By means of the decision to elect a non-European, the Catholic Church has clearly accepted and given prominence to the fact that the center of gravity of world Christianity has shifted to the global south. Although popes from Poland and Germany were already a step away from Italy, the new step is away from Europe entirely, to the regions where the masses of Christians live.
It is astonishing that a bishop of the poor has been selected, who as a Jesuit would have been expected to be a closet liberal among the cardinals but by means of the selection of his papal name has indicated that his vow of poverty has programmatic significance. At the Catholic synod meetings last year I got to know him as a modest, humble, and friendly man who uses public transportation and goes without a palace or chauffeur. These are difficult times for all those in the Curia who have tolerated dirty church finances.
We have to expect that the new Pope, perhaps along with Cardinal Turkson from Ghana, who leads the Vatican Commission "Justitia et Pax" (Justice and Peace), will get more strongly involved in social questions. The election of a relatively old man, who is only a little younger than Cardinal Ratzinger was at the time of his election, may mean that he is a transitional figure, though he seems to be healthier than Benedict XVI was at the time of his election. more >>
Cardinal Jorge Mario Bergoglio of Argentina will be the new pope with the name Pope Francis. One hundred and fifteen cardinals locked away in the Sistine Chapel announced to the world Wednesday that a new pope had been selected when thick white smoke could be seen billowing out from the chapel's chimney. Cardinal Jorge Mario Bergoglio, 76, was selected and took the name Francis.
He is the first pope elected from Argentina and was the runner up to Pope Benedict XVI. Bergoglio, now Pope Francis, is revered for being a man of the people and for his continued commitment to social justice. He chose to live in a small apartment, rather than in the luxurious bishop's residence, and is still seen using public transportation.
As the cardinals entered the second night of the conclave, many were not expecting a decision so soon, given that there was no clear front runner going into the papal elections. more >>
Catholic cardinals gathered Tuesday before they retired behind the closed doors of the Sistine Chapel. The process of selecting who will lead the world's 1.2 billion Catholics took place, with black smoke indicating that they have not yet selected the new Pope.
Because the cardinals could not come to an agreement Tuesday, puffs of black smoke were seen from the chapel's chimney- the black smoke signaled a failed vote, and eventually, white smoke will signal that a pope has been chosen. All of the cardinal's ballots are destroyed to maintain the integrity of the conclave.
Italy has the largest portion of cardinals within the conclave with 28. The United States is second with 11 in the College of Cardinals. For this conclave, there are 48 countries represented, which is among the most diverse in history. more >>
C.J. Mahaney has announced that he is stepping down as president of Sovereign Grace Ministries (SGM) with the closure of his office to make way for an executive director during the church group's organizational restructuring.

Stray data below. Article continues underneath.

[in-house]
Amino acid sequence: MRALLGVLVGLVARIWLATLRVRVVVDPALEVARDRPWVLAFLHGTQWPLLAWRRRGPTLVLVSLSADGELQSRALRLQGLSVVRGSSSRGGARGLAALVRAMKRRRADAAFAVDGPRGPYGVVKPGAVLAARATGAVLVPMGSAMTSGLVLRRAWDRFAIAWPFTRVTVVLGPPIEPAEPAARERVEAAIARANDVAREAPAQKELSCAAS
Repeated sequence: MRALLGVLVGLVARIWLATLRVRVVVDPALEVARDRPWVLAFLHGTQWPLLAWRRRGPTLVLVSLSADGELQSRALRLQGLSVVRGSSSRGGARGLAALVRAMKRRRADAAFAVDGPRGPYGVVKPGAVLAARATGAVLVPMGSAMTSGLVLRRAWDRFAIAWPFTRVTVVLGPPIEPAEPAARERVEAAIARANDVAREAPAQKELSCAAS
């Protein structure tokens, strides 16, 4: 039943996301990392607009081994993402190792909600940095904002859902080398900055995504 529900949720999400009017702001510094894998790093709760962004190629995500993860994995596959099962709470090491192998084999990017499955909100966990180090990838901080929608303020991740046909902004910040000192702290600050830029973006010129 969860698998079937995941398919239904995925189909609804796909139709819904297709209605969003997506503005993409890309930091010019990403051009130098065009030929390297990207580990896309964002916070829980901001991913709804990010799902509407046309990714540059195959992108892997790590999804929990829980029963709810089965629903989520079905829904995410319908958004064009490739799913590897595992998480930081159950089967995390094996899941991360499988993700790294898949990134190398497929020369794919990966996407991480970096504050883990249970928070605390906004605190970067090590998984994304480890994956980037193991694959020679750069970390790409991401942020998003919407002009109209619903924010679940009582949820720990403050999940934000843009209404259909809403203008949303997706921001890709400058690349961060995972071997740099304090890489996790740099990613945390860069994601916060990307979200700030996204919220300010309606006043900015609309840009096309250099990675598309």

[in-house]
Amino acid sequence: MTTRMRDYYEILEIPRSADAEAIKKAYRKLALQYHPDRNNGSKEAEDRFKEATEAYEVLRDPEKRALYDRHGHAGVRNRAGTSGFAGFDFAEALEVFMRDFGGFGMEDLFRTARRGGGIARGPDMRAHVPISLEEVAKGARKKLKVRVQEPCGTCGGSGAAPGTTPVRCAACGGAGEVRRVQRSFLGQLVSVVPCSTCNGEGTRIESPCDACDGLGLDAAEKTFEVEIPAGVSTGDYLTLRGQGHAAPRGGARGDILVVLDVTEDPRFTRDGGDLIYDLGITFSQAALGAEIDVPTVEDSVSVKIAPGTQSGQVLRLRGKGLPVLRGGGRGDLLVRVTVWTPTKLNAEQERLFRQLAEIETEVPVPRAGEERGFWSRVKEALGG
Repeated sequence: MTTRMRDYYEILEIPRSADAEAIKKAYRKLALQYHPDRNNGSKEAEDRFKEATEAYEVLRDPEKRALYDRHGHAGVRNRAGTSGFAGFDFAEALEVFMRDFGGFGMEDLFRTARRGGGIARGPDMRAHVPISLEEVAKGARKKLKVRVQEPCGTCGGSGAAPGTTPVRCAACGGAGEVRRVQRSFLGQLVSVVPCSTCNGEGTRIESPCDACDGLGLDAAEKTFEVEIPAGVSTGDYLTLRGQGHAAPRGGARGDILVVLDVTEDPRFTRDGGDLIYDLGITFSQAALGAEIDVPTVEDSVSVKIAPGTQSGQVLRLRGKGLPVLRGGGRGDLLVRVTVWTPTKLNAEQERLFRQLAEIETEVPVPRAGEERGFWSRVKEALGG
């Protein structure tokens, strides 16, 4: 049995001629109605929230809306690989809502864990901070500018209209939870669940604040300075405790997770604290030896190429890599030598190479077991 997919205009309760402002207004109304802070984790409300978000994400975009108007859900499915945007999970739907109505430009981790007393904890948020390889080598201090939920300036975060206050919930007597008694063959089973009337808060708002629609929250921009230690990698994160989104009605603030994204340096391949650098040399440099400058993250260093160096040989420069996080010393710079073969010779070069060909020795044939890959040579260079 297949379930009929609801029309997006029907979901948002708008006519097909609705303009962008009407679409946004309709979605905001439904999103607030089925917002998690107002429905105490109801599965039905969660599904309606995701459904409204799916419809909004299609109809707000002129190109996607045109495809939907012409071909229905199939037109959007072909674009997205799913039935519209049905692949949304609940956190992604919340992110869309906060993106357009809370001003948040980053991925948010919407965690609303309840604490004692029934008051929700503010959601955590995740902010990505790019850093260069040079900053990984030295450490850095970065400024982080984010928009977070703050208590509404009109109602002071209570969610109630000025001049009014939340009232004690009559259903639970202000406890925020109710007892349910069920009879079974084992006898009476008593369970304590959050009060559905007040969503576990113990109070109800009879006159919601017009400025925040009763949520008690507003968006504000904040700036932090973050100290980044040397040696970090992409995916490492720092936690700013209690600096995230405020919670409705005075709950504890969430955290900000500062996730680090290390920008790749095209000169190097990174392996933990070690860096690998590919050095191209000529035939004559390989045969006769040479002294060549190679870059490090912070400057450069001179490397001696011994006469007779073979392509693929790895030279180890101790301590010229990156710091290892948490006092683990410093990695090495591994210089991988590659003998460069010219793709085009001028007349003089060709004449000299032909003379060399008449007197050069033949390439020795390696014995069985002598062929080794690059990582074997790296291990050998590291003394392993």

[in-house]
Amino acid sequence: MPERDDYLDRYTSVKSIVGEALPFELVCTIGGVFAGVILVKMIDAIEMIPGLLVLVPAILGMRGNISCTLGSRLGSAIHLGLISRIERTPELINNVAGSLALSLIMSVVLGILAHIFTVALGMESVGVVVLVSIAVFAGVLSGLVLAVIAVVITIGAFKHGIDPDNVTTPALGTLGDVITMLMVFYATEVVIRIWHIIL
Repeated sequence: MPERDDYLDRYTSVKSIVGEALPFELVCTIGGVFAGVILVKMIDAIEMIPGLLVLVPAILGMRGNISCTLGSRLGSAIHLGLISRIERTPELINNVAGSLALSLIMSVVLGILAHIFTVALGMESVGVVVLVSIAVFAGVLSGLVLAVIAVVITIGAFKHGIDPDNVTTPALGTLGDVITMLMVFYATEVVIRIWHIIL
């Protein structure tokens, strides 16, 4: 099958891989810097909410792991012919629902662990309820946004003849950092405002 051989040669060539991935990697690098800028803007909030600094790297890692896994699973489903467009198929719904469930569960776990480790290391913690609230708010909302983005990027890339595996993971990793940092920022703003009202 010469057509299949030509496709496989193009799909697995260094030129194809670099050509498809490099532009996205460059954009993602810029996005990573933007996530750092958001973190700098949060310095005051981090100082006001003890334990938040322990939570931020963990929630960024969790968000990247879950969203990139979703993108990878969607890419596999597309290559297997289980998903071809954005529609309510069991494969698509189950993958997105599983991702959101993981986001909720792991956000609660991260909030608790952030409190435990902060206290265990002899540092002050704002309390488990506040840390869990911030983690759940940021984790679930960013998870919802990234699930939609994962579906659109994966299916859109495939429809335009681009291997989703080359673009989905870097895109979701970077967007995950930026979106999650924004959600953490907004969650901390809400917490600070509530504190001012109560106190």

"As that new polity takes effect, I will be transitioning from the role of President, and the Executive Committee will recommend an individual for confirmation by the Council of Elders to serve in the newly formed role of Executive Director," Mahaney wrote last week in a blog post at SGM's website.
"In October, I informed the Board of Sovereign Grace that I was withdrawing my name from consideration for Executive Director as I don't think my gifts and sense of call are the best fit for certain aspects of this new role," he added, revealing that he made the same announcement to SGM pastors in November at an annual pastors conference. more >>
Episcopalians in South Carolina who remain loyal to The Episcopal Church reaffirmed their ties to the denomination in light of their diocese leadership breaking away over theological differences.
At the Annual Diocesan Convention held Friday and Saturday in Charleston, representatives from The Episcopal Church in South Carolina voted to make their governing documents conform with those of the national denomination.
TEC in SC representatives also elected trustees and ecclesiastical court members. An estimated 250 people representing 10 parishes, 11 missions, eight "continuing parishes and missions," and six worship communities were present. more >>
In a recent interview, former church leader Rob Bell sought to clarify the reason why, in late 2011, he left Mars Hill Bible Church in Grandville, Mich., arguing that he was not driven out by his congregation over his controversial book Love Wins. Rather, he and his wife felt they had a new spiritual calling awaiting them in California.
A November 2012 piece in The New Yorker implied that Bell and his wife, Kristen, had an immense fallout with the Mars Hill Bible congregation after the release of his book, Love Wins: A Book About Heaven, Hell, and the Fate of Every Person Who Ever Lived, which questioned the existence of a literal and eternal hell and the evangelical teaching that only those who believe in Jesus Christ go to heaven.
The New Yorker article claims that Bell lost members of his congregation numbering in the thousands as a result of his controversial book. more >>